While the much-derided “latte set” are stereotyped as the biggest worriers about climate change, it’s the chardonnay crowd who are acutely feeling its effects.
Australia’s wine industry is both world-renowned and economically significant, with around a $5.6 billion in sales in 2016–17, and wine making and associated tourism responsible for more than 170,000 full and part-time jobs. Statistics also show that wine consumption is now accepted as being just as dinky-di as beer drinking for the average Australian.
However, record-breaking daily maximum temperatures, warmer than average overnight temperatures, and increasingly erratic weather patterns are playing havoc with the way wine grapes grow and ripen.
This has knock-on effects for Australian grape growers, wine producers and consumers.
Climate in the Vineyard Hits the Cellar and the Store Shelf
Most of Australia’s wine regions have experienced rising average daily temperatures. One effect is changes to ripening times, which has compressed the harvesting season and given wine-makers a crucial logistical headache.
Traditionally, white grape varieties would generally reach optimum ripeness before red ones. While all grapes tend to ripen faster as temperatures rise, this effect is more pronounced for later-ripening varieties (for example Shiraz and Cabernet Sauvignon) than earlier ripening varieties (for example Chardonnay and Riesling).
The old process of staggered harvesting times for red and white grape varieties was efficient, allowing the winery’s capacity to be used in sequence for different varieties.
Now that different varieties are ripening at the same time, vineyards and wineries will have to make tough choices about which grapes to prioritise, and which ones to leave until later, resulting in inferior wine.
Alternatively, they could take the expensive decision to increase production capacity by investing in more infrastructure such as fermenters and stainless steel tanks.
Perhaps you’re thinking that you, the savvy wine drinker, are unaffected by the difficulties faced by winemakers in the vineyards and wineries far away. Unfortunately this isn’t so.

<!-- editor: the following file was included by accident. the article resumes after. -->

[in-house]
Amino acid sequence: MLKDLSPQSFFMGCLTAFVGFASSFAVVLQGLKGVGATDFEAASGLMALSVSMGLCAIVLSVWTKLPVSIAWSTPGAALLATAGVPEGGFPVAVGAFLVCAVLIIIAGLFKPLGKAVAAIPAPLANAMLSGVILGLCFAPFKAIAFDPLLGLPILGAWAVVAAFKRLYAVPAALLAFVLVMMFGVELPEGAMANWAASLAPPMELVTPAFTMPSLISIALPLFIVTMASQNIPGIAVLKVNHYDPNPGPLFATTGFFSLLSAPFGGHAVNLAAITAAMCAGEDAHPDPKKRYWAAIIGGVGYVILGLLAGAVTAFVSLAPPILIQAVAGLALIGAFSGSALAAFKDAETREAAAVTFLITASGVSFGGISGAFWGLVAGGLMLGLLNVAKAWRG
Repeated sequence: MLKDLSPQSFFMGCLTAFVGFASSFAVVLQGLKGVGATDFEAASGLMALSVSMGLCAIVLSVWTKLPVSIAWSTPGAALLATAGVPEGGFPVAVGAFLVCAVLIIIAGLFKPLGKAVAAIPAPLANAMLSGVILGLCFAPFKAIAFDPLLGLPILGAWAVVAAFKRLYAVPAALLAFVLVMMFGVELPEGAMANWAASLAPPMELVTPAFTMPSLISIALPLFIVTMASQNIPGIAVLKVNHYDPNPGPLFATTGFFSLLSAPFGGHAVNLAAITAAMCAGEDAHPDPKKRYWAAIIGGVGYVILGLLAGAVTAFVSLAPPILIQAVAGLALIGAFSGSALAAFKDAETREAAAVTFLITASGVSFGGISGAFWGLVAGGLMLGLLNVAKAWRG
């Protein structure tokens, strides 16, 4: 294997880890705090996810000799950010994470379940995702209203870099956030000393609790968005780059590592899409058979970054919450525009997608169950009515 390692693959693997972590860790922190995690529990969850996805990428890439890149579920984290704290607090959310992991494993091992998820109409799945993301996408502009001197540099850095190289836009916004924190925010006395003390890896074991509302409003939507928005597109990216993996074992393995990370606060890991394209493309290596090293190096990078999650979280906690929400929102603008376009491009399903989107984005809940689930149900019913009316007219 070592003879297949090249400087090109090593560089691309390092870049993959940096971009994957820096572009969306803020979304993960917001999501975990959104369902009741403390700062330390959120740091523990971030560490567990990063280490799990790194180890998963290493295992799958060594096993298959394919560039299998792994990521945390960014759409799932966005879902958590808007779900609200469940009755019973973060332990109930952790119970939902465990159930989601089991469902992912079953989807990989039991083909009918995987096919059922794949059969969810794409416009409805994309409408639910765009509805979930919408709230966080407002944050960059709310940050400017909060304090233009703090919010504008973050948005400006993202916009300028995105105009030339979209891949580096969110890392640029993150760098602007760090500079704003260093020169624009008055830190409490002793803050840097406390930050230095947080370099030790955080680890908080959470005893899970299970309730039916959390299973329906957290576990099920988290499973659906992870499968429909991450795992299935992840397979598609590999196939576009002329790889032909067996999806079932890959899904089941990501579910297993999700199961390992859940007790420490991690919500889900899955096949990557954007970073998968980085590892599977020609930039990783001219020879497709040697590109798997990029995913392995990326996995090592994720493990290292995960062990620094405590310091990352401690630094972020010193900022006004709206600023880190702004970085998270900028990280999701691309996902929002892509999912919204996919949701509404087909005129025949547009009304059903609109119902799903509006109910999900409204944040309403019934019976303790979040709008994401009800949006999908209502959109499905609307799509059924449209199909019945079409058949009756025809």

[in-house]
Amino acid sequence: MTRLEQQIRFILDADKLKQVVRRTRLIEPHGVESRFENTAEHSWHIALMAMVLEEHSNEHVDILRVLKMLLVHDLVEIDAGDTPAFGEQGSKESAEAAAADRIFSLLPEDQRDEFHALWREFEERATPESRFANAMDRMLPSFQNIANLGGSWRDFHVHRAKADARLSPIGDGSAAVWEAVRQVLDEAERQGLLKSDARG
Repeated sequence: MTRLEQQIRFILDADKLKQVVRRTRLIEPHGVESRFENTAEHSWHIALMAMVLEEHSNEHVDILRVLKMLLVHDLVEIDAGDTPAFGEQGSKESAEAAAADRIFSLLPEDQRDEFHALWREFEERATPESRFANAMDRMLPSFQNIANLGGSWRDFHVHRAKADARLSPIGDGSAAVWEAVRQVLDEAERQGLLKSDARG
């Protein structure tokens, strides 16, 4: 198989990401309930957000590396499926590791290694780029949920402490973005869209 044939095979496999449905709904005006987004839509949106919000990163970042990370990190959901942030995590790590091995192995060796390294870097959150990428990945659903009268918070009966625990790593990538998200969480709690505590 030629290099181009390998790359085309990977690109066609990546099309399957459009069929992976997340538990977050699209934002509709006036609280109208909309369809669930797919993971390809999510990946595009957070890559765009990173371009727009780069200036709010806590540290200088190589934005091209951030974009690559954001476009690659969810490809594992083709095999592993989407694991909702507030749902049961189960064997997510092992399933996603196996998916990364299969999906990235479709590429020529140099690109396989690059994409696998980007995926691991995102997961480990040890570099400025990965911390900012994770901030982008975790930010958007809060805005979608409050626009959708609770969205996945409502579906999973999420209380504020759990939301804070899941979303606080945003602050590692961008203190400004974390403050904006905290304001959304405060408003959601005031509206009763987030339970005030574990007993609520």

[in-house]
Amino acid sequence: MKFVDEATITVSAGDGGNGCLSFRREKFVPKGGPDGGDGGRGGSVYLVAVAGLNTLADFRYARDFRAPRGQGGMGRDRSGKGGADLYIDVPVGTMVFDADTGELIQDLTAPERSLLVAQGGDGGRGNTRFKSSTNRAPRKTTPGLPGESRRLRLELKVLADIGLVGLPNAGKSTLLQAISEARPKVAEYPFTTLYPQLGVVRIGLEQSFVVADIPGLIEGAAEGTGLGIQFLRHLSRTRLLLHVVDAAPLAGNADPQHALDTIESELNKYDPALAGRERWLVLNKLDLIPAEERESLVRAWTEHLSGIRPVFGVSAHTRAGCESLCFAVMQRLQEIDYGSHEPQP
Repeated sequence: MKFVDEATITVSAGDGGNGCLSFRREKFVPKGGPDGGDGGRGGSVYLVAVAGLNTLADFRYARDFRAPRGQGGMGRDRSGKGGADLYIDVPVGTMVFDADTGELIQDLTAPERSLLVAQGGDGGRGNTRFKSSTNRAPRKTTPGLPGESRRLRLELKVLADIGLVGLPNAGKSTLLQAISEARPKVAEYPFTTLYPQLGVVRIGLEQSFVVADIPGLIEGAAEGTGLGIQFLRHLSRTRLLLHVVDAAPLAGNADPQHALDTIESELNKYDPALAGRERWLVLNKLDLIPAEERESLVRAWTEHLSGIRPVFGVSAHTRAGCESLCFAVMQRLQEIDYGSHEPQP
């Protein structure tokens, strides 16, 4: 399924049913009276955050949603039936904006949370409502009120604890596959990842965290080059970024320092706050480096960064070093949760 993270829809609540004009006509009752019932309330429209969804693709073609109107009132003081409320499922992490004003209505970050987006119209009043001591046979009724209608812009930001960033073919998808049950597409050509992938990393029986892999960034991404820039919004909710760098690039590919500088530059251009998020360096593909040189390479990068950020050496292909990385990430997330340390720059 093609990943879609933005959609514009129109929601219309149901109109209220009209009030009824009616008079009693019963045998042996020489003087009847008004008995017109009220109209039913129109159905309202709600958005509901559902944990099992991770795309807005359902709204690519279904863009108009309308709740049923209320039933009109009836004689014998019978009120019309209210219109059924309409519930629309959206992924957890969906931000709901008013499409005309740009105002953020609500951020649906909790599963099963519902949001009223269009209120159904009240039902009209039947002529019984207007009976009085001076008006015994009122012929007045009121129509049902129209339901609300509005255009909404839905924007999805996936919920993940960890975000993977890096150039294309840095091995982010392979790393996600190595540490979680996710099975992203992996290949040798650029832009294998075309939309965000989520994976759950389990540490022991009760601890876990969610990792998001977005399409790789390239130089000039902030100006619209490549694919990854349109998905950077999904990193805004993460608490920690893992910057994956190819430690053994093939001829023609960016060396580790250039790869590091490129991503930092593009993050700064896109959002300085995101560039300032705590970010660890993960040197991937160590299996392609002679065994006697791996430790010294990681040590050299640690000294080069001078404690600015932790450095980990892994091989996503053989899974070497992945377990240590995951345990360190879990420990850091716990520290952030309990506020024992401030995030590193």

Harvesting grapes when they are not at optimal ripeness to solve the logistical problems of processing can lead to lower-value wine.
The fact is that this new reality is costing everyone – grape-growers, winemakers and consumers alike.
And just in case you think that the simple answer is changing Australia’s cultured palates back to beer, think again. Hop production is being hit just as hard by climate change.
Help is at Hand
Fortunately, these are problems we hope to tackle. CSIRO recently announced a five-year research partnership with Wine Australia, and one of the projects aims to adjust wine grape ripening to suit a changing climate.
We hope to do it by studying plant growth regulators (PGRs) – molecules that are used by the plant to control and coordinate development. We are using a class of PGRs called auxins, first studied in grass seedlings by Charles Darwin in the 1880s, that have important roles in vine growth, and the timing of grape growth and ripening.
By spraying these compounds onto vines and grapes shortly before ripening, auxins can potentially be used to influence the timing of this process and therefore harvest date. They are already used in other horticultural crops, such as to control fruit drop in apples and pears.
Applying very small amounts of auxin can delay grape ripening, and therefore harvest timing, by up to four weeks (Davies et al., 2015, J Ag Food Chem 63: 2137-2144).
This treatment works for red and white varieties in hot or cool climates, and is safe, cheap and easy to apply.
The flavour and aroma of wines made from ripening-delayed grapes is largely indistinguishable from wines made from untreated fruit harvested at the same sugar level, up to a month earlier. An exciting exception is that, in Shiraz, auxin-induced ripening delay can be used to increase the concentration of rotundone, the compound responsible for this variety’s popular peppery notes.
Work is currently under way to fine-tune spray formulations and application times. The aim is to release a commercially available product within the next five years.
This kind of solution will be vital for the sustainable, economical production of high-quality wines from existing grape varieties in established wine growing regions. We hope it will ensure you can enjoy your favourite drop for many years to come.
(This is an opinion piece and the views expressed above are the author’s own. The Quint neither endorses nor is responsible for the same. This article was originally published on The Conversation. Read the original article here.)
(Christopher Davies is senior research scientist, CSIRO, and Christine Bottcher is a research Scientist, CSIRO.)
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